The World Cup used to be the talk of every country but ours, but that’s no longer the case. From the time Brazil kicks off against Croatia on Thursday until the trophy is lifted one month later, much of the United States will have soccer fever.
The affliction won’t just affect those of us wondering what formation Jurgen Klinsmann will play against Ghana, but those wondering who Jurgen Klinsmann is, what a formation means and why Ghana even has a soccer team.
Please be nice to them.
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It may be somewhat convenient to scoff at those taking a newfound interest in the World Cup over the next month, knowing that by the time NFL training camps open, soccer will be a distant memory for most of them.
But here’s the thing: If those of us who religiously follow soccer give them some context around the World Cup, engage them, answer their questions patiently and generally make them not feel like ignoramuses, they may yet be converted — or at the very least feel welcomed.
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Let’s face it: This soccer thing isn’t the most accessible for your average American sports fan.
NFL teams aren’t in four competitions at the same time, nor do they have to worry about players periodically leaving to play for their national teams. It’s easy to follow American sports: one team, one competition, one trophy.
For some, even the idea of an international competition — so simple to us — may cause confusion. I’ve heard of Manchester United, so why aren’t they playing in the World Cup?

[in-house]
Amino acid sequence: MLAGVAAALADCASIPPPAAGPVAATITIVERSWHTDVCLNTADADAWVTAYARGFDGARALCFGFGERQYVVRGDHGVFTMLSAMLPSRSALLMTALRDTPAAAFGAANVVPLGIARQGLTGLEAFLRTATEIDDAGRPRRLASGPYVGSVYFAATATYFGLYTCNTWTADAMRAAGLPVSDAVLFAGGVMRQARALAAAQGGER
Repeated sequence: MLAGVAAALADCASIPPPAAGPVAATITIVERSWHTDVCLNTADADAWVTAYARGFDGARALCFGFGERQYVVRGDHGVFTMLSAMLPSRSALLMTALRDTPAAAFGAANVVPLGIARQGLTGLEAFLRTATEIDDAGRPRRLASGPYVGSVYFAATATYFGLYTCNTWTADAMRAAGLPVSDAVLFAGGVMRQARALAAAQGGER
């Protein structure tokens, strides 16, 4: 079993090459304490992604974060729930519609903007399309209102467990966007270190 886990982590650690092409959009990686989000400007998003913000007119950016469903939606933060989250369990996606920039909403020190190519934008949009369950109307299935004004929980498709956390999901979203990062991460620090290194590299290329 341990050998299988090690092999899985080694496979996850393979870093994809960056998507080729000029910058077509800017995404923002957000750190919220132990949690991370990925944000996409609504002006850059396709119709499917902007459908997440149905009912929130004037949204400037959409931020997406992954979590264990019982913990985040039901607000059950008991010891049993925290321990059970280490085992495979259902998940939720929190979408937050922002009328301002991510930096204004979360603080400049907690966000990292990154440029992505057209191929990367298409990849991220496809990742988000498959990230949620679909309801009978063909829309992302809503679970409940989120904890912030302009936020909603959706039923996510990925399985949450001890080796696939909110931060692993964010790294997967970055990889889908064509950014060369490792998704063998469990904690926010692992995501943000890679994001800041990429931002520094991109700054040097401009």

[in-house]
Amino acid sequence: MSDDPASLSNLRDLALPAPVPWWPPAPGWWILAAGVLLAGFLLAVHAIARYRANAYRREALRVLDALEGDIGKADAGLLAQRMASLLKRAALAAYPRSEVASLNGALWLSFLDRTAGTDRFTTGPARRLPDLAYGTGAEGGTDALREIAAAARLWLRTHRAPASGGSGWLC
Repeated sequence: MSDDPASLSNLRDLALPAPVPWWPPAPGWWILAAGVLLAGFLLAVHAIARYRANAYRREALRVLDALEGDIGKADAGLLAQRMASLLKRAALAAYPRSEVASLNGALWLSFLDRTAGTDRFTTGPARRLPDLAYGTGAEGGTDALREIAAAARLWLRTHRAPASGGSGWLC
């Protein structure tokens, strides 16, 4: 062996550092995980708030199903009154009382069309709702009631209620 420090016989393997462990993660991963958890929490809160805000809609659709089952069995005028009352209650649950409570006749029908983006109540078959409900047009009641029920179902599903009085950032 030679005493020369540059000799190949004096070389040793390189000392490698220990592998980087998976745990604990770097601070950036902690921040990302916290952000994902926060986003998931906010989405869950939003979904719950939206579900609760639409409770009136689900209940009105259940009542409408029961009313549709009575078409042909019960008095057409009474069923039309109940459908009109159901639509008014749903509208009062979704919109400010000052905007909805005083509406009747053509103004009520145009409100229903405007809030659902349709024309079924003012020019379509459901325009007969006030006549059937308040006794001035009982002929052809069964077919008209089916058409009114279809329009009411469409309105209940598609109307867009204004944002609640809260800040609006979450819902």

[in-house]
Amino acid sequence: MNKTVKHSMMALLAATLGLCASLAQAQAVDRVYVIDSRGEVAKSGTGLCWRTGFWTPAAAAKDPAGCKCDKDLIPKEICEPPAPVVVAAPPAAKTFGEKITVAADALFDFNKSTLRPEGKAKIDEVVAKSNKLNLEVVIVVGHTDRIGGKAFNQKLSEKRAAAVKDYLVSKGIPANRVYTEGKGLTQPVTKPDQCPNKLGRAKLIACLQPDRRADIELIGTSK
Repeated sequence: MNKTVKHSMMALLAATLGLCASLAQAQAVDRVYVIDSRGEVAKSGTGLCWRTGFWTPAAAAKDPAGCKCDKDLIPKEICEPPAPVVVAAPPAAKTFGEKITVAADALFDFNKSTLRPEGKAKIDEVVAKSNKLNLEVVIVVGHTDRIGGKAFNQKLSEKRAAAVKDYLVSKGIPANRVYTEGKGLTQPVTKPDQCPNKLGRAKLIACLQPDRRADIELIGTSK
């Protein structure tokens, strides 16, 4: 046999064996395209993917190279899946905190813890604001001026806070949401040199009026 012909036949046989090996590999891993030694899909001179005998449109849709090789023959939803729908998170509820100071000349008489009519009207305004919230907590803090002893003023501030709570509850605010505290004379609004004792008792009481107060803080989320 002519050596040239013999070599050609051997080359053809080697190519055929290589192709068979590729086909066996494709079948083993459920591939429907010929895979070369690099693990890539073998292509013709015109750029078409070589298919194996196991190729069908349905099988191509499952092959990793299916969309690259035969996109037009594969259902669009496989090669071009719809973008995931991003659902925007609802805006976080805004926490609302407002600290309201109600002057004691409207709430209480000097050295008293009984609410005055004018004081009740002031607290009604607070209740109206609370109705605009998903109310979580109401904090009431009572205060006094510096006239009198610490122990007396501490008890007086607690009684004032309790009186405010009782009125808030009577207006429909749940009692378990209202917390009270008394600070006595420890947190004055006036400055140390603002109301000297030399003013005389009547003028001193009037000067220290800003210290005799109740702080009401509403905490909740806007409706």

It’s probably easy to recoil at such an inquiry, but I urge all of you: Just answer, be patient and elucidate. Speak slowly. Keep eye contact. Nod. Smile.
Explain the rules as best you can. Describe the difference between club and international soccer, how teams qualify for the World Cup, and the format of the tournament itself.
You may even get the most dreaded question of them all. In fact, you probably will.
How come soccer isn’t more popular in America?
Take a deep breath. Breathe in. Breathe out. It’s going to be OK.
Now, please understand they’re only asking because it’s the first thing that comes to mind when they watch soccer. Why has it been four years since the last time I did this?
Their inquiry is pretty obvious and perfectly natural when you think about it. I won’t tell you how to answer, because there are a million ways to do so. Just give it your best shot.
Because there’s another stereotype about us soccer aficionados out there, one that makes us cringe even more than that dreaded question: we’re snobs.
Perhaps it’s just the inherent other-ness of our sport, one that seems to be popular everywhere but here. Soccer is high fashion, a ritzy Parisian promenade, a sport for intellectuals and, of course, socialists.
Whether it’s deserved or not, we must acknowledge our reputation, and then do whatever we can to dispel it.
Because here’s the thing: Those who really aren’t interested won’t be watching. You won’t encounter them while you watch the games, because they’ll be at the zoo, or at the theater, or pretty much anywhere but in front of a television.
Most anybody watching the World Cup will have at least a cursory interest in what’s happening. We were all in their position once, until that one game, one tournament or one moment converted us into soccer fans for life.
For many, it was Landon Donovan’s goal against Algeria in 2010. That’s the beauty of a World Cup — the whole nation is watching. If something special happens, we’ll all know about it, soccer fan or not. There’s no better way to grow the game.
This is our chance. Let’s not blow it.
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